An Island Archaeology of the Early Cyclades by Cyprian Broodbank.
Cambridge: Cambridge University Press; 2000; 402pages; ISBN 0521782724.

         The Aegean island group of the Cyclades is mostly known to non-Aegeanists for the enigmatic Early Bronze Age marble figurines (the Cycladic figurines). These were rediscovered in the 20th century by modern artists and were subsequently elevated to the status of desirable collectors' items; as a result of the created demand, the vast majority of Early Cycladic cemeteries were looted, destroying thus for ever a unique source of information for Prehistoric Cyclades. Yet, there is much more to prehistoric Cyclades than Cycladic figurines, and this important book makes the most of it. It is an extremely thorough, sophisticated, well-written and illustrated, and up-to-date re-evaluation of the prehistory of Cyclades; its chronological range spans from the late Pleistocene, when the islands were visited occasionally by mainlanders (who exploited the obsidian sources), through to their incorporation into the "Minoan" world system in the Middle Bronze Age (c. 2000 BC).

         The starting point of this book is that, paradoxically, all major syntheses on the archaeology of early Cyclades to date, failed to appreciate that early Cycladic history is primarily island history. In other words (and here the title of the book is of essence), this book adopts an island archaeology approach, and aims at using Cyclades as a case study to contribute to the broader field of the archaeology of islands, a field that in the recent years has been mostly developed using primarily Oceanic and, to a lesser extent, Caribbean evidence. One of the book's main thesis is that "The brightest future surely lies in the development of an island archaeology (informed by island biogeography as and when appropriate) that explores how island space, environment, time and culture can be most convincingly woven together into island archaeology" (p. 32). Island biogeography is indeed one of the main influences in this work, and the author makes extensive use of modeling to elucidate patterns of colonisation and social interaction. The author is well aware of the limitations and problems of island biogeography and is keen to point to failures and traps of the approach, as well as to the insights. He states, for example, time and again that the "islands as laboratories" idea, a cornerstone of island biogeography, does not work in the Cyclades (where does it?), and that the islandscape rather than the individual island should be the appropriate unit of analysis. The influence of this approach is more prominent in the early chapters of the book where he discusses the early colonisation of the islands in the late Neolithic (c. 5000 BC), a theme which occupies a large part of the book; this colonisation, according to Broodbank, followed two routes, an earlier one from the SE Aegean, and a later, NW one from Attica-Euboia.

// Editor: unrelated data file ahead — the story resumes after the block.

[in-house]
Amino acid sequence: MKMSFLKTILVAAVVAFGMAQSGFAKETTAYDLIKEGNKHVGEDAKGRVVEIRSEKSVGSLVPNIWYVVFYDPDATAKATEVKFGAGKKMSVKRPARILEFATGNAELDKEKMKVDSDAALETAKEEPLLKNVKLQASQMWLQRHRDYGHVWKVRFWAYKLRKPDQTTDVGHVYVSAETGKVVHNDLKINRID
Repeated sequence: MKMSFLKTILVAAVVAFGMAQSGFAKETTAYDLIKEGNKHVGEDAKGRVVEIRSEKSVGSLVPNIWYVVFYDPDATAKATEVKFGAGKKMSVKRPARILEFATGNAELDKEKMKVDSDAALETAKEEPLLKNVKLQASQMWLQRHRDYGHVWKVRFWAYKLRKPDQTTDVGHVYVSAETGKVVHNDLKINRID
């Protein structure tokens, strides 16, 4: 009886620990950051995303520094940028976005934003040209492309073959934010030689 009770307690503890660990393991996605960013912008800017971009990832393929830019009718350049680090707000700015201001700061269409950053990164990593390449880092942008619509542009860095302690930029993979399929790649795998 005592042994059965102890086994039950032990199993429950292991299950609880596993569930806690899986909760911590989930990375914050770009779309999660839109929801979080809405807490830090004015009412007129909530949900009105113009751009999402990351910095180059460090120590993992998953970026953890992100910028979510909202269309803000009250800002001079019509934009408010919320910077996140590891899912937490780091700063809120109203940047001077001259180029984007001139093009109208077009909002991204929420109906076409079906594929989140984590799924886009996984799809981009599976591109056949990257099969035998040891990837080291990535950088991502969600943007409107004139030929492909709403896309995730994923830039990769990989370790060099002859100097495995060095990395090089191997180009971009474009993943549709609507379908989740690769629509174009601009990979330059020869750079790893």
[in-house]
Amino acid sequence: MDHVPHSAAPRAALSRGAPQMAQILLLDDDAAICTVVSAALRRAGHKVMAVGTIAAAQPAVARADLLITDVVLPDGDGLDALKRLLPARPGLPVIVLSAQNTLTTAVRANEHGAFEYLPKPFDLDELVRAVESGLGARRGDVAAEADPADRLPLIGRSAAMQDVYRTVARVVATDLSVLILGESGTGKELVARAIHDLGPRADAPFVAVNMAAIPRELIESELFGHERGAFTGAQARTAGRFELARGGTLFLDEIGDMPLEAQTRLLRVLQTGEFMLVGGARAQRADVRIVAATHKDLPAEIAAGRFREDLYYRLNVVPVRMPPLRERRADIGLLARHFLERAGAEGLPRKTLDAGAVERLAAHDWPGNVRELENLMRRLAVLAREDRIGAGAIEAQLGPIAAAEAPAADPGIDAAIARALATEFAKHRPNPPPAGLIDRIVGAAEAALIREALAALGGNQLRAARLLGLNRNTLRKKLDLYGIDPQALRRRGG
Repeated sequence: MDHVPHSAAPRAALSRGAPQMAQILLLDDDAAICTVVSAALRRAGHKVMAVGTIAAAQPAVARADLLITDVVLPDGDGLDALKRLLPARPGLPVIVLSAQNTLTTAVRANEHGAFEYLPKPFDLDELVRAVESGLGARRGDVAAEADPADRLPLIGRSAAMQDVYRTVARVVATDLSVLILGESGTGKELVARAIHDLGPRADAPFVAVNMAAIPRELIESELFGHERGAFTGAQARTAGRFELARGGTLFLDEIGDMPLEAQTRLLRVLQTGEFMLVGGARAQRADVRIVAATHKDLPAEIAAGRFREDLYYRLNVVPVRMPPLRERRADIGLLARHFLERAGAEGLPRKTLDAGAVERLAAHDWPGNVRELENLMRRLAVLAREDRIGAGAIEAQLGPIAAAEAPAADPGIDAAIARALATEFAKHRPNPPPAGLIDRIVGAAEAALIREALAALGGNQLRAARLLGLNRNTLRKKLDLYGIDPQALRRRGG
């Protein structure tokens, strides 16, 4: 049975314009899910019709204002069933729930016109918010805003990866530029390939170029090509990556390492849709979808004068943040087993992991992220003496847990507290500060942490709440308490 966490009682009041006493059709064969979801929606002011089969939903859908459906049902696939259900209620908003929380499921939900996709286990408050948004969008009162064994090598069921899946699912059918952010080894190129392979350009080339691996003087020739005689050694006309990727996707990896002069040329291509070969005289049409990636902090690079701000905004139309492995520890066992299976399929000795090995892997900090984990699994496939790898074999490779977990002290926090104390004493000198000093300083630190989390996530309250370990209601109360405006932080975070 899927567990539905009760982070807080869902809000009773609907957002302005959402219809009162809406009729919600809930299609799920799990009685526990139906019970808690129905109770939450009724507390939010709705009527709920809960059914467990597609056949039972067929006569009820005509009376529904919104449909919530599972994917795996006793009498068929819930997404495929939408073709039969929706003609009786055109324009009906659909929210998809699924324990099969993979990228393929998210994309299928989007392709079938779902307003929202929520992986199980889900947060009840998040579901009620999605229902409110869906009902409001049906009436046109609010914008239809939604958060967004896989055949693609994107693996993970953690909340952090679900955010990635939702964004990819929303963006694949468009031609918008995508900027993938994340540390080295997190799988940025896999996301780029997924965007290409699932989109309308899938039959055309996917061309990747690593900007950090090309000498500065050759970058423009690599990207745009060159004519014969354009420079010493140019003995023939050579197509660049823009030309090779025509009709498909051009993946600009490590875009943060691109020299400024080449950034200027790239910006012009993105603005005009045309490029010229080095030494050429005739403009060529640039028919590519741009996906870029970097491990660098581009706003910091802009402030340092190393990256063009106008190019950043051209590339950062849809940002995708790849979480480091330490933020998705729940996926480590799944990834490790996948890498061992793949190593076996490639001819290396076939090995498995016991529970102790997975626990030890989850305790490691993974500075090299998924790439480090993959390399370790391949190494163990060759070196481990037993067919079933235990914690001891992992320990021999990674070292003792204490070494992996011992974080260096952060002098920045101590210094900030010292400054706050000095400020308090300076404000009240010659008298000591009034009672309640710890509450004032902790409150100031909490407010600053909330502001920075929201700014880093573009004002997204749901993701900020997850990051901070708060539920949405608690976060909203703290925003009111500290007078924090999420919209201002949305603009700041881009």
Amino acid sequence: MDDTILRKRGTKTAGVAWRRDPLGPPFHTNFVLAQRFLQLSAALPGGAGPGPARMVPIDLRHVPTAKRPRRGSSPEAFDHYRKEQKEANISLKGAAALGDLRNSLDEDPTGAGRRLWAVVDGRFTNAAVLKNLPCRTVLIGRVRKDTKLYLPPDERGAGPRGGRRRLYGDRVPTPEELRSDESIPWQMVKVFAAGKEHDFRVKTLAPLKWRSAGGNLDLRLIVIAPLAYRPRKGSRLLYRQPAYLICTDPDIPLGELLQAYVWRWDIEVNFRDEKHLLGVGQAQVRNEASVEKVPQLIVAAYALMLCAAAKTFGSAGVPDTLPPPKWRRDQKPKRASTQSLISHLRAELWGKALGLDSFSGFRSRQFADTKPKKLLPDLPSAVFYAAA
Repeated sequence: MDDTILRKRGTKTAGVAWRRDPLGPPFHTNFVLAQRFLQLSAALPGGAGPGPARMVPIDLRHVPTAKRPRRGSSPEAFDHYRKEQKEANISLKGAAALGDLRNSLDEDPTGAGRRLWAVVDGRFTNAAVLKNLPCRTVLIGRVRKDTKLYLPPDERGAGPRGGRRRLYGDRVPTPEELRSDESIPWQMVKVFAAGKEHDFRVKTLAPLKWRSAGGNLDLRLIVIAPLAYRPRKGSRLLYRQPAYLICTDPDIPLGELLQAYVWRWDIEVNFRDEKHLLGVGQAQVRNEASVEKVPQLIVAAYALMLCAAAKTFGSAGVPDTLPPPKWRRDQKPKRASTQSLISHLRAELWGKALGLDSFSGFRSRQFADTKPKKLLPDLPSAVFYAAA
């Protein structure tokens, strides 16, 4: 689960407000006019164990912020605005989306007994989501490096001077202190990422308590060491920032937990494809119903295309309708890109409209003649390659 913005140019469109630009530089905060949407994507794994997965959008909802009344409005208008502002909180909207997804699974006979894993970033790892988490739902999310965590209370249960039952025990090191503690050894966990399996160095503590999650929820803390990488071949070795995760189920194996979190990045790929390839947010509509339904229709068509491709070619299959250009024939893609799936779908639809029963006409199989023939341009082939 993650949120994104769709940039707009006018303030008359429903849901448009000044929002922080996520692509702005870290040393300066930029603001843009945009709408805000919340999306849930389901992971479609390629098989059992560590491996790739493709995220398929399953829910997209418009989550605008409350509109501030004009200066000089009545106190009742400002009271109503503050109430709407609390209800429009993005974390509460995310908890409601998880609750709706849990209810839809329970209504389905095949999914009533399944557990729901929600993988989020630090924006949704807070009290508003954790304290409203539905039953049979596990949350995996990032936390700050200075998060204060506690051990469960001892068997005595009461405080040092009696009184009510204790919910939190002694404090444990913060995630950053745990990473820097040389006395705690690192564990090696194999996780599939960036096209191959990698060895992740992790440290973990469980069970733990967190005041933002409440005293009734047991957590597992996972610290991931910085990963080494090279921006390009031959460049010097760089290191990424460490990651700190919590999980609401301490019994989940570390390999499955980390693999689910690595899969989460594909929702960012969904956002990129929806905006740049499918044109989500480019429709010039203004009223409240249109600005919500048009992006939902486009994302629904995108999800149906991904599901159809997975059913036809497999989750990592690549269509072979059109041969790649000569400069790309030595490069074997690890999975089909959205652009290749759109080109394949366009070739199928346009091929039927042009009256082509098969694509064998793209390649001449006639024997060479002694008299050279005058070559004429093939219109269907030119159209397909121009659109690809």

In the later chapters the book investigates issues such as the interaction and exchange networks, maritime technology, processes for the creation and destruction of value (using Appadurai's "tournaments of value" ideas), the role of the individual, bodily manipulation and decoration, drinking habits and etiquette, along with at times detailed discussions of pottery typologies. This fascinating kaleidoscopic journey ends with a discussion of the transformation of the Cycladic islandscape at the beginning of the Middle Bronze Age, a change that the author attributes to the adoption of a "radically new seafaring technology in the form of the first deep-hulled sailing ships" (p. 341) via East Mediterranean and Crete.

         Central to the whole discussion is the application of the model of "proximal point analysis" which "predicts patterns of connection between points distributed in space" (p. 180), based on the principle that "communities or other groups of people will interact most intensely with their closest neighbours" (p. 181). This predictive model, however, is not only tested using detailed empirical evidence, but is also combined with Halstead's "social storage" approach which sees the exchange of low-bulk, high-value artefacts and commodities as a flexible mechanism of social interaction across space and time.

         Some readers will perhaps be less convinced that predictive modeling is as fruitful as the author believes it can be. Others would have liked to see more on the micro-scale and the social practices of deposition, bodily modification, eating and drinking, and bodily perceptions of seascapes and islandscapes, tantalising and fascinating glimpses of which we get especially in chapter 8. This is all more important, given that most previous major syntheses on Aegean prehistory in the last thirty-years or so have been mostly top-down, abstract, modelling exercises. Some of us who work in the periphery of the Cycladic islandscape may also be slightly frustrated at times, since the author often tends to see "Minoan states" and "emerging civilisations" when he looks southwards to Crete or northwards and westwards to mainland Greece; such concepts sit uneasily within his beautifully complex, lively, inhabited Cycladic world.

         Yet, these are relatively minor points which do not diminish the importance of this work, a major achievement which deserves to be read widely and well beyond the circles of archaeologists who work in the Aegean. The paperback edition (already out) will hopefully help this book to reach the wide audiences it deserves.

Yannis Hamilakis
Department of Archaeology
University of Southampton

Review Submitted: October 2002

The views expressed in this review are not necessarily those of the Society or the Reviews Editor.

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